Amazon gives us a series of interesting portraits of love in the modern world.
It’s an anthology, people. I can’t summarize every episode without kind of ruining the surprise. Just know that each of the stories focuses on something about love between people. Mostly romantic, but not always.
Eh, fine, here’s a 1 sentence summary of each episode:
WHEN THE DOORMAN IS YOUR MAIN MAN
A woman (Cristin Miloti) has a doorman (Laurentiu Possa) who’s a gatekeeper for more than just her building.
WHEN CUPID IS A PRYING JOURNALIST
A woman (Catherine Keener) interviewing a tech billionaire (Dev Patel) about his lost love (Caitlin McGee) reveals her own (Andy Garcia).
TAKE ME AS I AM, WHOEVER I AM
A bipolar (Anne Hathaway) woman tries to have a relationship with a guy (Gary Carr), despite her condition getting in the way.
RALLYING TO KEEP THE GAME ALIVE
A married couple (Tina Fey and John Slattery) start to realize that they might not be meant to last, but don’t want to quit.
AT THE HOSPITAL, AN INTERLUDE OF CLARITY
Two people on their second date (Sofia Boutella and John Gallagher, Jr.) get a crash course in each other after an injury derails their evening.
SO HE LOOKED LIKE A DAD. IT WAS JUST DINNER, RIGHT?
A young woman (Julia Garner) tries to replace her father with an older co-worker (Shea Wigham), but he misunderstands her attention.
HERS WAS A WORLD OF ONE
A couple (Andrew Scott and Brandon Kyle Goodman) tries to adopt a baby from a homeless woman (Olivia Cooke).
THE RACE GROWS SWEETER NEAR ITS FINAL LAP
A woman (Jane Alexander) who found a new love (James Saito) late in life takes a run around the rest of the series in his memory.
The upside of the show is that it’s an anthology, so if you don’t like an episode, you can still try the next one and it’ll be different. The downside is that it’s an anthology and if you really like the way an episode is done, the next one is probably going to go a different way. The episodes, though they all focus on love, are varied in style and also in their focal interpretation of love. Since love comes in all different colors, flavors, shapes, sizes, sexes, Tex-Mexes, and Shrekses (guess what I’m drinking? Hint: Whisky), that also means that a creator is pretty much allowed to justify whatever interpretation they want to put into their story. Apparently, each of these stories were taken from a column published in The New York Times every week, but I have to confess that I don’t think I ever read it, even when I read the paper. Not that I don’t enjoy a good love story, I just never did.
The quality of the episodes also varies a lot, although, on balance, I thought the series was pretty good. I do admit the finale montage is weird to me. Since there were only eight episodes, it seems kind of unnecessary to spend a bunch of time recapping the series, particularly since the clips don’t really interact, so they don’t give us a ton more perspective on the characters. They could just as easily have added the post-credits epilogues to the actual episodes and maybe spent ten more minutes on the narrative of the last story.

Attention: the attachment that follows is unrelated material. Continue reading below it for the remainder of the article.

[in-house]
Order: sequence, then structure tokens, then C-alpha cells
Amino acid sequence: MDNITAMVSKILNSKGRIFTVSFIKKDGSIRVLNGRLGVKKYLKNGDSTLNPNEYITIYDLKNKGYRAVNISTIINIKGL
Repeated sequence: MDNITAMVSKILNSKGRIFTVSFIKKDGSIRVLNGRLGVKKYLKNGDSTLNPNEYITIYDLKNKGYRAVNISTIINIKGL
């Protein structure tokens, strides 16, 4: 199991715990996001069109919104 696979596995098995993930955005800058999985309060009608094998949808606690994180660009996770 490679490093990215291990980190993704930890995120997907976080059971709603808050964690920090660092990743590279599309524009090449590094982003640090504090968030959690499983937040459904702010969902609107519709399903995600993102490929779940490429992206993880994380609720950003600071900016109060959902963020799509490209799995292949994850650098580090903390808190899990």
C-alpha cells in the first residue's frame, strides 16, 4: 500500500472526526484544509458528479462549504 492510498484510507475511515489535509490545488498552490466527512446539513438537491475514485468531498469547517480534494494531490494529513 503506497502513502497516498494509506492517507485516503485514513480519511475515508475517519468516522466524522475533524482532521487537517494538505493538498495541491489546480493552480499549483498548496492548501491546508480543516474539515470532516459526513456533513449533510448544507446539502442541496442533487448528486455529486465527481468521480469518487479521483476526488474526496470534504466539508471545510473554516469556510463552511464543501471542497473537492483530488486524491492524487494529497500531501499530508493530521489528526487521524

So, since I don’t want to spoil the show too badly, I’m going to do a 1-2 sentence review of each episode, in ascending order of quality.
8) SO HE LOOKED LIKE A DAD. IT WAS JUST DINNER, RIGHT?
This story is super creepy and includes a girl trying to force herself to sexually fantasize about her fake father figure, which is double creepy. Emmy Rossum directed this, and it’s only a slight step up from Dragonball Evolution.
7) AT THE HOSPITAL, AN INTERLUDE OF CLARITY
Two good actors are absolutely ruined by stilted dialogue and pacing taken from a silent film. The ending feels forced, as do a lot of the moments of supposed clarity.
6) THE RACE GROWS SWEETER NEAR ITS FINAL LAP
The story of finding a second love late in life is adorable, but too much is wasted on the series recap. Still, it was cute.
5) RALLYING TO KEEP THE GAME ALIVE
Tina Fey and John Slattery are great, but honestly it has a melancholy that never feels either closed or cemented as unending to me.
4) WHEN CUPID IS A PRYING JOURNALIST
A cute story, but even with the epilogue, the story just doesn’t feel like it’s that significant.
3) TAKE ME AS I AM, WHOEVER I AM
By far the most artistic episode, the representation of Bipolar may not be accurate, but it does make the condition more relatable. Also, Anne Hathaway’s breakdown is just damned heartbreaking.
2) HERS WAS A WORLD OF ONE
This one is the most complex story in terms of characterization and Andrew Scott’s performance is just damned perfect.
1) WHEN THE DOORMAN IS YOUR MAIN MAN
The person who requested I review this series said that if I don’t end my review of this episode with “I cried like a tiny child,” then I have no soul. Well, I may have no soul, but I definitely cried like a tiny child.
I hope they keep this show going. Even though some of the episodes weren’t great, I think they’ve got a lot of stuff left that they could cover.
If you want to check out some more by the Joker on the Sofa, check out the 100 Greatest TV Episodes of All Time, Collection of TV Episodes, Collection of Movie Reviews, or the Joker on the Sofa Reviews.
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